Priority date retention and redeployment, with flow chart

Among other changes, the new final rule for EB-5 Immigrant Investor Program Modernization “provides priority date retention to certain EB-5 investors.” This post (1) discusses context for this change, (2) summarizes the content of the change, and (3) provides a flow chart to illustrate the various options for changing course with an EB-5 investment.

Context Summary

Priority date retention is one small fix toward a major problem in EB-5: the mismatch between policy and reality when it comes to EB-5 timing.

The EB-5 at-risk policy and material change policy depend on a relatively short EB-5 process.  An enterprise can be expected to sustain itself and keep EB-5 capital deployed for five years or so, and to closely mirror the original business plan predictions for a year or two.

But reality, for many investors, is a protracted EB-5 process with years upon years in which changes will inevitably occur. Projects will finish, loans will get repaid, plans may evolve, and problems may occur. The at-risk and material change policies are not flexible to accommodate such business developments over time. The longer the immigration process, the more vulnerable investors become to prohibited project-level changes or to difficulty in sustaining the investment at risk – and that despite having created jobs as required. A decade-long wait for a visa becomes particularly problematic when the visa depends on no material changes occurring with the investment over that period.  Thus the need for options for good-faith investors who may find themselves, at some point over the years, needing their funds to be moved from one project to another.

The “redeployment” policies are one attempt to accommodate change over time. The first redeployment policy, now described in Chapter 2(A) and Chapter 4(C) of the EB-5 section in the USCIS Policy Manual, creates some flexibility within the at-risk and material change requirements that apply to investors prior to conditional permanent residence. Moving EB-5 investment from one project to another would often be considered a fatal change at this stage, but Type 1 Redeployment defines a limited option for acceptable redeployment in a new project/use following completed job creation, within the scope of the enterprise’s business.  The second redeployment policy, described in Chapter 5(C), recognizes even more flexibility in the at-risk and change policies that apply to investors once they have received conditional permanent residence. Type 2 Redeployment recognizes options for acceptable redeployment even before completed job creation, and even outside the scope of the enterprise’s ongoing business. While succeeding and getting repaid too early could be a fatal failure to sustain investment, Type 2 Redeployment policy offers a path to keep investment sustained.

The redeployment policies have not been well-loved (1) because everyone is confused by them (with many people not even noticing that there exist two distinct redeployment policies, and with not even USCIS able to explain the parameters), and (2) because the policies are a limited work-around, not a solution to the fundamental problems: excessively long wait times, and flawed underlying material change and at-risk requirements. “Redeployment” was at least intended to help by creating paths to accommodate some change. The flow chart at the base of this post illustrates the project change options introduced by redeployment policies, and the conditions under which they apply as described in the policy manual. Without redeployment policy, more arrows in the flow chart would lead to the “you lose” result box.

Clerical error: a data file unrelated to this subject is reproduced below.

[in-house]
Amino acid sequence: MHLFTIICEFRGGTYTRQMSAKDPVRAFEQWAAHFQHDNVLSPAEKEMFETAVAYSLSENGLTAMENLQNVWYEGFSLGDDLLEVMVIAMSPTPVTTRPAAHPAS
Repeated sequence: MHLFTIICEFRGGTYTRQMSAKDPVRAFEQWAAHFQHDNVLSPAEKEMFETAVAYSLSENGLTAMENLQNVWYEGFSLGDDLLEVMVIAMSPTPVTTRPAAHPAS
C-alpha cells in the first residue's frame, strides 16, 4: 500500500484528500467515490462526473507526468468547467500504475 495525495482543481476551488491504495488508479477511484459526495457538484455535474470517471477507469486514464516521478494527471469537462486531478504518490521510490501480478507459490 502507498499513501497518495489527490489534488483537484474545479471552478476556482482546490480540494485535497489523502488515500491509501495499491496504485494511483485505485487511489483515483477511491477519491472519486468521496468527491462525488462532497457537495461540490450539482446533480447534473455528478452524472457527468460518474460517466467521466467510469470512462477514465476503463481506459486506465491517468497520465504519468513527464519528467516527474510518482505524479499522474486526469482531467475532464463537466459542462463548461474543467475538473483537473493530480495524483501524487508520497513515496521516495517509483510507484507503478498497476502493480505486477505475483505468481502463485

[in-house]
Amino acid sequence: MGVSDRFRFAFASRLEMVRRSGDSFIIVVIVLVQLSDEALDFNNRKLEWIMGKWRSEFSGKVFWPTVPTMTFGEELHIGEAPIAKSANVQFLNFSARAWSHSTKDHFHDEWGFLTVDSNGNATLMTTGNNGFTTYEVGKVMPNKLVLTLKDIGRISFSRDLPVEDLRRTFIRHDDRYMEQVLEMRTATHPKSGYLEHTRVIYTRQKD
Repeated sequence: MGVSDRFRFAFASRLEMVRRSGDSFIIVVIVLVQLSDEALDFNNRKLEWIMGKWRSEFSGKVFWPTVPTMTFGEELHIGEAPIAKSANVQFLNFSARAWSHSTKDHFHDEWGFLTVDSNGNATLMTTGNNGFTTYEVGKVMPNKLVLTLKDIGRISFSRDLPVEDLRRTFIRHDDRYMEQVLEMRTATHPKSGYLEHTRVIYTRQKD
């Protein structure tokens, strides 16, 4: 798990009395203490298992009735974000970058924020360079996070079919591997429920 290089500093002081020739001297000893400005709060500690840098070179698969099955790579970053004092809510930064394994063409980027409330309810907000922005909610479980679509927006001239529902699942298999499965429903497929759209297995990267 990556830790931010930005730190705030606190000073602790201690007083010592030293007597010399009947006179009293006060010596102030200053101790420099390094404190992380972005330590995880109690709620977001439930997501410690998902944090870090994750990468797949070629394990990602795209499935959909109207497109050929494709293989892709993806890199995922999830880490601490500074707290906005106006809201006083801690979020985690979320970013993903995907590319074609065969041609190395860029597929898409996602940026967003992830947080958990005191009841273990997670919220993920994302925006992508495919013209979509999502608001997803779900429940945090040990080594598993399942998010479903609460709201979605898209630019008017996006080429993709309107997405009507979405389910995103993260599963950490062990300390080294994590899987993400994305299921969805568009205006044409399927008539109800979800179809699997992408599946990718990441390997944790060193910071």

Priority date retention now introduces another limited work-around for investors who face losing the chance for a visa due to changes over the course of long waits. It’s especially helpful for one category of people excluded from the redeployment recourse: those whose regional center sponsor is terminated or changed while they are still waiting for a visa.  These people still face I-526 revocation thanks to DHS’s faulty interpretation/application of material change policy. But at least, the new final rule provides them opportunity to salvage the priority date, saving the place in the visa queue in case they’d like to try again with a new I-526.

Content Summary: Priority Date Retention in the Final Rule

(All the answers in this section, except for my aside on data, come from the text of the Final Rule for EB-5 Immigrant Investor Program Modernization.)

What is priority date retention?

This provision of the Final Rule allows a petitioner to retain the priority date of an approved I-526 petition to use in connection with any subsequent I-526 petition filed by that petitioner.

Who are the “certain EB-5 investors” eligible to take advantage of priority date retention?

Eligibility for priority date retention applies to the population of people at any given time who meet all these conditions:

  • The person is the petitioner on an I-526 petition that USCIS approved
  • The person has not yet received an EB-5 green card (conditional permanent residence)
  • If USCIS subsequently revoked the I-526 approval, it was for reasons other than (1) fraud or a willful misrepresentation of a material fact by the petitioner; or (2) a determination by USCIS that the petition approval was based on a material error

[Aside: DOS and USCIS statistics do not directly count this population. But to give a ballpark, I estimate that at least over 24,000 investors are currently in this window between I-526 approval and visa, and eligible to take advantage of the provision. Consider that no Chinese who filed I-526 after FY2014 has a visa yet per the visa bulletin, that there were about 35,500 China I-526 filed from FY2015-FY2018, that about 8,000 of those China I-526 were still pending at USCIS as of the end of FY2018, and that the approval rate for China I-526 has been about 90%. (Stats from my collection.) That’s already almost 24,000, and not counting the number of Vietnamese and Indian investors who are or will soon be stuck in that window thanks to retrogression. It’s another question what percent of this eligible population may be incentivized to take advantage of priority date retention. The most likely user: someone whose I-526 approval with an old priority date has been or is likely to be revoked, who comes from an oversubscribed country, and who has sufficient funds and immigrant intent to invest again in a new project at the new investment level.]